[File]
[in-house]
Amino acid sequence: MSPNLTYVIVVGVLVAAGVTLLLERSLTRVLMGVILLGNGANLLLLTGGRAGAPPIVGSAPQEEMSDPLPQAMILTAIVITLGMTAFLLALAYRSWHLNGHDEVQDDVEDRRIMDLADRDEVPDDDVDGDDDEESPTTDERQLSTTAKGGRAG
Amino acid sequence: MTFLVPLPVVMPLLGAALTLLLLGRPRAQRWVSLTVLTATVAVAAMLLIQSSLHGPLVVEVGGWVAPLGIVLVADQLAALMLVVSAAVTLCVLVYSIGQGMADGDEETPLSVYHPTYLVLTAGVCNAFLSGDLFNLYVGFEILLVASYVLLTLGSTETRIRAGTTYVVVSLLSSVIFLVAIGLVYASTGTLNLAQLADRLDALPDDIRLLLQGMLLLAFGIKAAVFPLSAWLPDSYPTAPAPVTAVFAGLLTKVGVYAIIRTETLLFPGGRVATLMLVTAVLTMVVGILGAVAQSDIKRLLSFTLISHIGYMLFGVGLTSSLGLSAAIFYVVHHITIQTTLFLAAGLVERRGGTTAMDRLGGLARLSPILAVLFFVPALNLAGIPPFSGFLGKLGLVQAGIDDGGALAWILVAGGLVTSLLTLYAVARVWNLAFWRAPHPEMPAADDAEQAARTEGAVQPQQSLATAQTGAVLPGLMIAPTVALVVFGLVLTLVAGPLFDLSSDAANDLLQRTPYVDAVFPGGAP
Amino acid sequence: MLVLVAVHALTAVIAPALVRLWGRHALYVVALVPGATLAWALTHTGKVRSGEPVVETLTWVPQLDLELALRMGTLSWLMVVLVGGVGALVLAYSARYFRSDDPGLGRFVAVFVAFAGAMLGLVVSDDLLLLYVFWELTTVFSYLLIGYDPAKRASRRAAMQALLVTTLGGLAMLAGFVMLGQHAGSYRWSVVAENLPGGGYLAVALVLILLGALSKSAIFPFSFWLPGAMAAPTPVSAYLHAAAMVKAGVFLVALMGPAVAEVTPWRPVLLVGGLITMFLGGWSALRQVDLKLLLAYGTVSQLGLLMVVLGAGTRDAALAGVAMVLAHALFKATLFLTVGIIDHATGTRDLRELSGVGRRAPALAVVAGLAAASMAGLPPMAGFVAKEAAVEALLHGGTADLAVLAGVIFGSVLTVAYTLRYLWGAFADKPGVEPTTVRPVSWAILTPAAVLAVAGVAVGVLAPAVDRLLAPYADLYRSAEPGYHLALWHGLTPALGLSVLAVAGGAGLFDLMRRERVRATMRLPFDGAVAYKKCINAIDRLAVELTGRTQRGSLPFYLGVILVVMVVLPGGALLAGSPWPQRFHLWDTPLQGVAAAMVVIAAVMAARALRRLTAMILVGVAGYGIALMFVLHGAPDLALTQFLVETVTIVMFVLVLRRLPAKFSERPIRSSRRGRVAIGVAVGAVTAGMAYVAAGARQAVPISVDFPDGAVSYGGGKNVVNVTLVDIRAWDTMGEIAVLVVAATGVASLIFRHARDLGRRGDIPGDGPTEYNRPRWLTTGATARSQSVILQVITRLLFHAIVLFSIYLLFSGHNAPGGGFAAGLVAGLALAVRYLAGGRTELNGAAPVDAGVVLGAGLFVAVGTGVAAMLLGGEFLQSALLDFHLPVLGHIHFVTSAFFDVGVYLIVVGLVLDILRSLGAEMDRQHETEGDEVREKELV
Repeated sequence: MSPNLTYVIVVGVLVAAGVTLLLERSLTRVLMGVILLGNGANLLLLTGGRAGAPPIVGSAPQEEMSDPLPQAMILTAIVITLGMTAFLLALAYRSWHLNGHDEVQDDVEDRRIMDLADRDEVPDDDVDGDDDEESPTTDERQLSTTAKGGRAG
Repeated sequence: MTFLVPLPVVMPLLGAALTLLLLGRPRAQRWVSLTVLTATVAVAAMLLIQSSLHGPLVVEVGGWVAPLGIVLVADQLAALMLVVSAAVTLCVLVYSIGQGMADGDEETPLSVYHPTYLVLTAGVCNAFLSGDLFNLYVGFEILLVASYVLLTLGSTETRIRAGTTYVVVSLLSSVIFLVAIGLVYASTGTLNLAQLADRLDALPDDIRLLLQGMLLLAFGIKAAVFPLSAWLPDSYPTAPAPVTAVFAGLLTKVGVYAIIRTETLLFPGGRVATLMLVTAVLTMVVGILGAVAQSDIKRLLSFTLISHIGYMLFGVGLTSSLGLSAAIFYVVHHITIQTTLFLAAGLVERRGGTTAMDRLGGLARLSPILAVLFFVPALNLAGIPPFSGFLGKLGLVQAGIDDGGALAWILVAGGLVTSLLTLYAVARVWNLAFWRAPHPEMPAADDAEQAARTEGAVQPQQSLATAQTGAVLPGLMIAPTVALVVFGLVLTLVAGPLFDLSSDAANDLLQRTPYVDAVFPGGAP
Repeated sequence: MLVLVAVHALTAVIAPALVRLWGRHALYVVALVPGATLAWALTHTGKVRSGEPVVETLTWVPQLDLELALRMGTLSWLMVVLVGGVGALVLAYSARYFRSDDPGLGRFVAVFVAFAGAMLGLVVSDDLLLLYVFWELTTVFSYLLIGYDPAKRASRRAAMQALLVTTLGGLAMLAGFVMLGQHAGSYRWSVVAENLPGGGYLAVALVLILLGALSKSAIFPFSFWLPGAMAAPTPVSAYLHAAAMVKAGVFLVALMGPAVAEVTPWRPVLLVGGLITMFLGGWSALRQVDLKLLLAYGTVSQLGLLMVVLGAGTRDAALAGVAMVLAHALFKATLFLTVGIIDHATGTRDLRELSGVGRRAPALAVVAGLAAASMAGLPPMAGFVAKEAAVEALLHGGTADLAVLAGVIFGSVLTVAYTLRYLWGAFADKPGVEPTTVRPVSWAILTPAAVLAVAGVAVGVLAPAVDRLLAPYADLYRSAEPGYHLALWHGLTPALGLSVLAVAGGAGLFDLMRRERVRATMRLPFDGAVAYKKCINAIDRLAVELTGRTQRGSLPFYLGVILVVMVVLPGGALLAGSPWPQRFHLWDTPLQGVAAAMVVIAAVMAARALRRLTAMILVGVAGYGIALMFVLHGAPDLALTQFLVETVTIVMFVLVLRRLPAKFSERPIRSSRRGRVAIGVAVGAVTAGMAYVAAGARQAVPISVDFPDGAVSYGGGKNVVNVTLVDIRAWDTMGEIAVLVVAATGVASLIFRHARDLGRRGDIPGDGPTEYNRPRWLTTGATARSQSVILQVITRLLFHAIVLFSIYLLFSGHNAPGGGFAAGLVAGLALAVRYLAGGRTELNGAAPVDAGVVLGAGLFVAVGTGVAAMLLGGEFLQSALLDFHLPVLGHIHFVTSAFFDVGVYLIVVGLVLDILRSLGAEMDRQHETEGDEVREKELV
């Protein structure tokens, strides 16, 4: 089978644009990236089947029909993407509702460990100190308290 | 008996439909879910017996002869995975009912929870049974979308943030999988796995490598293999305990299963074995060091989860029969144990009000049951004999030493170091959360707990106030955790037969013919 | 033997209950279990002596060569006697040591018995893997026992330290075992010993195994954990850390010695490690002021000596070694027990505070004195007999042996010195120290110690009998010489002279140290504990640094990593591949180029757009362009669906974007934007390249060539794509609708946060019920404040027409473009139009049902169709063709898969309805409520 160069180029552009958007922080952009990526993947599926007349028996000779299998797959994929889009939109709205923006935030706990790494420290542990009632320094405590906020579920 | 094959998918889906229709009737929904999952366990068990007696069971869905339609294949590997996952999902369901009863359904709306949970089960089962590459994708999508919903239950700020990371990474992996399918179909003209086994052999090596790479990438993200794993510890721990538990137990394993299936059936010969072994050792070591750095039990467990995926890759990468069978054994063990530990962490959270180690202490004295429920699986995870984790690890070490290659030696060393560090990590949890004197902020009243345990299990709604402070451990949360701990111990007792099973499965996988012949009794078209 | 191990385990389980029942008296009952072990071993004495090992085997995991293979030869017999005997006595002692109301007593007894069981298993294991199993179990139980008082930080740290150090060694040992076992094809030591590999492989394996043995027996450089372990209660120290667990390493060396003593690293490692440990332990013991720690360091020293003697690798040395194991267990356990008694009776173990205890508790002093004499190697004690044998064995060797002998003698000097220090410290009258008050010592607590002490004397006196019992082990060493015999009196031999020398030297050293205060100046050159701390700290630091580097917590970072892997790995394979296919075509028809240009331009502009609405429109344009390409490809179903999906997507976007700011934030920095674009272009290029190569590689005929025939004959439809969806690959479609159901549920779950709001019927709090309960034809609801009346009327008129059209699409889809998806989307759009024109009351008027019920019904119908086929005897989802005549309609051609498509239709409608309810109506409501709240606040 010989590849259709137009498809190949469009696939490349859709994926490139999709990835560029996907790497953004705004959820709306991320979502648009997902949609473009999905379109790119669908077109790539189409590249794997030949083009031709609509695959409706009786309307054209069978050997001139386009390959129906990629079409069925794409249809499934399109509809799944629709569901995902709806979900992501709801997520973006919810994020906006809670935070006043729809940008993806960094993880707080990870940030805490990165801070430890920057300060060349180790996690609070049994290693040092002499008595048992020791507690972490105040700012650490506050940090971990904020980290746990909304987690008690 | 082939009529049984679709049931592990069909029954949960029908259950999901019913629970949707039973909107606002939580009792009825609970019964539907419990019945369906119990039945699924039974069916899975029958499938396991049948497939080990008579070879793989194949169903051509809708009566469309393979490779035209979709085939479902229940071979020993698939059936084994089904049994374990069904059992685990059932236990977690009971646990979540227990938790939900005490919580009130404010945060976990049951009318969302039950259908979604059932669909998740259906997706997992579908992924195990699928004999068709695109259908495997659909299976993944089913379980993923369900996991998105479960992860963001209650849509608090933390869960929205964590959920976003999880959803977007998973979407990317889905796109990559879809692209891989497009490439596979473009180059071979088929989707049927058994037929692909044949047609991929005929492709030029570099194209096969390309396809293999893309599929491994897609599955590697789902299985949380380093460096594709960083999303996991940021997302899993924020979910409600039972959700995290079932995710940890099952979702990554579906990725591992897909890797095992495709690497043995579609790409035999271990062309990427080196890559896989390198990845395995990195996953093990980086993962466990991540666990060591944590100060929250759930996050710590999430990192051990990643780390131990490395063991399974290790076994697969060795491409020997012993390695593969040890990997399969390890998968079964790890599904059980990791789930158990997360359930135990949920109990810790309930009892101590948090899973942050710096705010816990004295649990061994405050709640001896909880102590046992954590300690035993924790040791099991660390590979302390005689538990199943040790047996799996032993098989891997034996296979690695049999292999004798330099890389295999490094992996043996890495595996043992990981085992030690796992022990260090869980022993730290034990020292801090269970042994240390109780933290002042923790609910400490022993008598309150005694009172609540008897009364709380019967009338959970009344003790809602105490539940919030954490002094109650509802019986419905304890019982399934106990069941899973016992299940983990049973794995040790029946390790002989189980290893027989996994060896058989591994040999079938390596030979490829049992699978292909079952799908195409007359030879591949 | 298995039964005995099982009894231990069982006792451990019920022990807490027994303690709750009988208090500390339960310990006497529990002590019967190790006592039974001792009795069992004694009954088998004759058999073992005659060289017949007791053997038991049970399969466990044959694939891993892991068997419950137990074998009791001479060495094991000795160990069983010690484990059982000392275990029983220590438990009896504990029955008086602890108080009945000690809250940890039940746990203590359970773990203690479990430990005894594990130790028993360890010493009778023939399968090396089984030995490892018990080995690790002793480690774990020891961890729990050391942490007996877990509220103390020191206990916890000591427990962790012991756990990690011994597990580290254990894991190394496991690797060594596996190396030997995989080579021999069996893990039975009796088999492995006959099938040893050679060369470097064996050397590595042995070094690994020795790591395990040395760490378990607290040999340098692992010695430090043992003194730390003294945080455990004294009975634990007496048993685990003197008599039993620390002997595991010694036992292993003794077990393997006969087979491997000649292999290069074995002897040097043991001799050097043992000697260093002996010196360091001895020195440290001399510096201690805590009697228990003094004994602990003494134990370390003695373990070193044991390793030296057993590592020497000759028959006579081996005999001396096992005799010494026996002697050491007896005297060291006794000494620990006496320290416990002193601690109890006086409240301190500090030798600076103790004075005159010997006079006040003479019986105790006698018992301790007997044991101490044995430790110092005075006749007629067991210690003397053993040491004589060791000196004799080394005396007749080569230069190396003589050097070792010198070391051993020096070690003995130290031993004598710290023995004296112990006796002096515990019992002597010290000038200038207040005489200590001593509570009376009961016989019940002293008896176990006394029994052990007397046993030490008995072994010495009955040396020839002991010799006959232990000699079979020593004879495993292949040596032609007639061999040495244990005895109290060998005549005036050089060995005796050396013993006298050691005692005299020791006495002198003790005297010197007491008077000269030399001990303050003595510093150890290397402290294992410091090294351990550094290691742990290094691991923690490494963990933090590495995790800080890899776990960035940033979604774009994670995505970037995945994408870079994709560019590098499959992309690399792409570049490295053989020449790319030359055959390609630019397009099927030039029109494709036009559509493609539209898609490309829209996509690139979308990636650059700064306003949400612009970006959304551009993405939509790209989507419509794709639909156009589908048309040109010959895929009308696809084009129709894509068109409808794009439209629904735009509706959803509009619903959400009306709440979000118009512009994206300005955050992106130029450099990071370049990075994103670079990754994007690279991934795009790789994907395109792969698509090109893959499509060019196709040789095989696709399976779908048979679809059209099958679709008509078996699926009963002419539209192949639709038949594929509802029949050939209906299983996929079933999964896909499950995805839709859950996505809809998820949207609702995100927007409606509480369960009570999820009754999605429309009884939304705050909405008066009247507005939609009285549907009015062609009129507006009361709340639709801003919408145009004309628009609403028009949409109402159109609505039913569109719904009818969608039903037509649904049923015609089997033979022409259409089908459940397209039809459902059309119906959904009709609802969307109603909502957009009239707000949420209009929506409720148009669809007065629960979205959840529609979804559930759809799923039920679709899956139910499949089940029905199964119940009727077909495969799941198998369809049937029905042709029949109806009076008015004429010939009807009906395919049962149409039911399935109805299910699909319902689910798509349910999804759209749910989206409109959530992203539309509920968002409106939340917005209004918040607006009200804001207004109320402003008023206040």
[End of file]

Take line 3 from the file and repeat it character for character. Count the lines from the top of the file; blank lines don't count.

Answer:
Amino acid sequence: MTFLVPLPVVMPLLGAALTLLLLGRPRAQRWVSLTVLTATVAVAAMLLIQSSLHGPLVVEVGGWVAPLGIVLVADQLAALMLVVSAAVTLCVLVYSIGQGMADGDEETPLSVYHPTYLVLTAGVCNAFLSGDLFNLYVGFEILLVASYVLLTLGSTETRIRAGTTYVVVSLLSSVIFLVAIGLVYASTGTLNLAQLADRLDALPDDIRLLLQGMLLLAFGIKAAVFPLSAWLPDSYPTAPAPVTAVFAGLLTKVGVYAIIRTETLLFPGGRVATLMLVTAVLTMVVGILGAVAQSDIKRLLSFTLISHIGYMLFGVGLTSSLGLSAAIFYVVHHITIQTTLFLAAGLVERRGGTTAMDRLGGLARLSPILAVLFFVPALNLAGIPPFSGFLGKLGLVQAGIDDGGALAWILVAGGLVTSLLTLYAVARVWNLAFWRAPHPEMPAADDAEQAARTEGAVQPQQSLATAQTGAVLPGLMIAPTVALVVFGLVLTLVAGPLFDLSSDAANDLLQRTPYVDAVFPGGAP